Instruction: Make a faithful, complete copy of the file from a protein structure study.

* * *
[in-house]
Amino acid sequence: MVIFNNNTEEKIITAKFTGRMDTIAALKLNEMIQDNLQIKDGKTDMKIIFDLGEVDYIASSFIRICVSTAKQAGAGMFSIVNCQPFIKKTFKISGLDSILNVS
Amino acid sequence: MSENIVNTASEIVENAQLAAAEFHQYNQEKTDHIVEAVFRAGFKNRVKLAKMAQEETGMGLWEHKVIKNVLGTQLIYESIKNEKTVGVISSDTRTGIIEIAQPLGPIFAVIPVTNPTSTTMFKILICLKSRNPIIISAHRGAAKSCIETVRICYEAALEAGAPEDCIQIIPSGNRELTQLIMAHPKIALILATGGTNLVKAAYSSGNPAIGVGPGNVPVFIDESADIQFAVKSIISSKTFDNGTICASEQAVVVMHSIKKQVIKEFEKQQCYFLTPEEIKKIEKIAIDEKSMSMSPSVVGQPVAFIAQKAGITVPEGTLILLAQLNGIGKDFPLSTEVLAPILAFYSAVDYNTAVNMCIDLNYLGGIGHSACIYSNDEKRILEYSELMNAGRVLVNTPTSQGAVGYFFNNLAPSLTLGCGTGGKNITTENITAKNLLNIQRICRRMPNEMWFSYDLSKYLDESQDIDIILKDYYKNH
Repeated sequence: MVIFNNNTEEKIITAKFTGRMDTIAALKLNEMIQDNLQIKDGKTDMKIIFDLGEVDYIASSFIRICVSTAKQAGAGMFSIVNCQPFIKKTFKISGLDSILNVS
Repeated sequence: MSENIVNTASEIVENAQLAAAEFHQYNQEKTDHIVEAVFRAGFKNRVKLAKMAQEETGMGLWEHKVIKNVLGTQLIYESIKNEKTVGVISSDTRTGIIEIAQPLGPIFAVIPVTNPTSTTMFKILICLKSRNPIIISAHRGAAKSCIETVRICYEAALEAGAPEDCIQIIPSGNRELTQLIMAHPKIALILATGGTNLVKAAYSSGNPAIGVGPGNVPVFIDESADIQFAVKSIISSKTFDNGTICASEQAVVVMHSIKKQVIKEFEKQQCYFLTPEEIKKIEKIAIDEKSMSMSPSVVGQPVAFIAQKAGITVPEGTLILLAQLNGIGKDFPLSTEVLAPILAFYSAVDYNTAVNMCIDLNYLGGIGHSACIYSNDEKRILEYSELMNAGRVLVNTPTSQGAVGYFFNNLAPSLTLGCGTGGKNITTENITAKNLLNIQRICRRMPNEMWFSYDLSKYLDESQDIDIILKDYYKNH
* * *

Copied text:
[in-house]
Amino acid sequence: MVIFNNNTEEKIITAKFTGRMDTIAALKLNEMIQDNLQIKDGKTDMKIIFDLGEVDYIASSFIRICVSTAKQAGAGMFSIVNCQPFIKKTFKISGLDSILNVS
Amino acid sequence: MSENIVNTASEIVENAQLAAAEFHQYNQEKTDHIVEAVFRAGFKNRVKLAKMAQEETGMGLWEHKVIKNVLGTQLIYESIKNEKTVGVISSDTRTGIIEIAQPLGPIFAVIPVTNPTSTTMFKILICLKSRNPIIISAHRGAAKSCIETVRICYEAALEAGAPEDCIQIIPSGNRELTQLIMAHPKIALILATGGTNLVKAAYSSGNPAIGVGPGNVPVFIDESADIQFAVKSIISSKTFDNGTICASEQAVVVMHSIKKQVIKEFEKQQCYFLTPEEIKKIEKIAIDEKSMSMSPSVVGQPVAFIAQKAGITVPEGTLILLAQLNGIGKDFPLSTEVLAPILAFYSAVDYNTAVNMCIDLNYLGGIGHSACIYSNDEKRILEYSELMNAGRVLVNTPTSQGAVGYFFNNLAPSLTLGCGTGGKNITTENITAKNLLNIQRICRRMPNEMWFSYDLSKYLDESQDIDIILKDYYKNH
Repeated sequence: MVIFNNNTEEKIITAKFTGRMDTIAALKLNEMIQDNLQIKDGKTDMKIIFDLGEVDYIASSFIRICVSTAKQAGAGMFSIVNCQPFIKKTFKISGLDSILNVS
Repeated sequence: MSENIVNTASEIVENAQLAAAEFHQYNQEKTDHIVEAVFRAGFKNRVKLAKMAQEETGMGLWEHKVIKNVLGTQLIYESIKNEKTVGVISSDTRTGIIEIAQPLGPIFAVIPVTNPTSTTMFKILICLKSRNPIIISAHRGAAKSCIETVRICYEAALEAGAPEDCIQIIPSGNRELTQLIMAHPKIALILATGGTNLVKAAYSSGNPAIGVGPGNVPVFIDESADIQFAVKSIISSKTFDNGTICASEQAVVVMHSIKKQVIKEFEKQQCYFLTPEEIKKIEKIAIDEKSMSMSPSVVGQPVAFIAQKAGITVPEGTLILLAQLNGIGKDFPLSTEVLAPILAFYSAVDYNTAVNMCIDLNYLGGIGHSACIYSNDEKRILEYSELMNAGRVLVNTPTSQGAVGYFFNNLAPSLTLGCGTGGKNITTENITAKNLLNIQRICRRMPNEMWFSYDLSKYLDESQDIDIILKDYYKNH